Self-respect, self-confidence and self-empowerment are the rah-rah-rah themes of "Real Women Have Curves," a winning, if a little pandering, coming-of-age indie about a East Los Angeles Latina with a vexatious mother, a generous figure and an admirable amount of gumption.
Inspired by Josefina Lopez's autobiographical underground stage hit that premiered at San Francisco's Teatro de la Esperanza in 1990, the film centers on 18-year-old Ana (talented and appealing newcomer America Ferrera), a girl whose intelligence and ambition have always met with frustrating discouragement from her traditional family.
Freshly graduated from a Beverly Hills high school that she rode two busses every day to attend, Ana is being encouraged to apply for scholarships by a teacher who sees her potential. But her meddling, small-minded mother (the fantastic Lupe Ontiveros, "Chuck and Buck") is determined that Ana should become an additional family breadwinner by working in her sister's struggling dress factory.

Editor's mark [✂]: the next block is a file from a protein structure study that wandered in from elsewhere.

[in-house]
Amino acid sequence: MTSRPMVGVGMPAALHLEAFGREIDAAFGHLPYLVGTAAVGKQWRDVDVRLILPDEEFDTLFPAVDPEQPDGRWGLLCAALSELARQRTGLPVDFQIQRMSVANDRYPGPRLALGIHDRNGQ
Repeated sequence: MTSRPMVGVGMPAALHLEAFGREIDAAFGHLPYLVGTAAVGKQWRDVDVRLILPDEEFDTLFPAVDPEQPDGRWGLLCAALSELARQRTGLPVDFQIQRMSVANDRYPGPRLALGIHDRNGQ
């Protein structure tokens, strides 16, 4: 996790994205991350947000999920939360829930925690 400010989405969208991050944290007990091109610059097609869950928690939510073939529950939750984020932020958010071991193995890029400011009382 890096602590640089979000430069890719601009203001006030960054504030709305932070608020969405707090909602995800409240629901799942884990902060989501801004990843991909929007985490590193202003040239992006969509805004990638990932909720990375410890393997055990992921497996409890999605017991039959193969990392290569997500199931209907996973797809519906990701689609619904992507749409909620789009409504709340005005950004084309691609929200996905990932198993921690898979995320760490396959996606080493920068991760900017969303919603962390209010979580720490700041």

Continue reading: Real Women Have Curves Review
It's almost always a good sign when a movie jumps right into a pivotal scene, not bothering with opening credits, establishing scenes or any pre-fabricated title sequence.
It means the filmmaker is focused on telling a good story, and in "Criminal," director Gregory Jacobs wastes no time showing a very green small-time con artist (Diego Luna) being rescued from arrest by a life-long (but no less petty) short-con expert (John C. Reilly) who had been watching him pull a clumsy $20 scam on several casino waitresses.
In need of a new partner, Reilly takes the kid under his wing, and in a matter of hours they've swindled $200 from a little old lady (while butting heads over Luna's hypocritical selective conscience), ripped off a restaurant for another $100 in a change scam, and faked a minor car accident to get a stranger to pony up for gas money -- all in a day's "work" for the unconscionable elder crook.
Continue reading: Criminal Review
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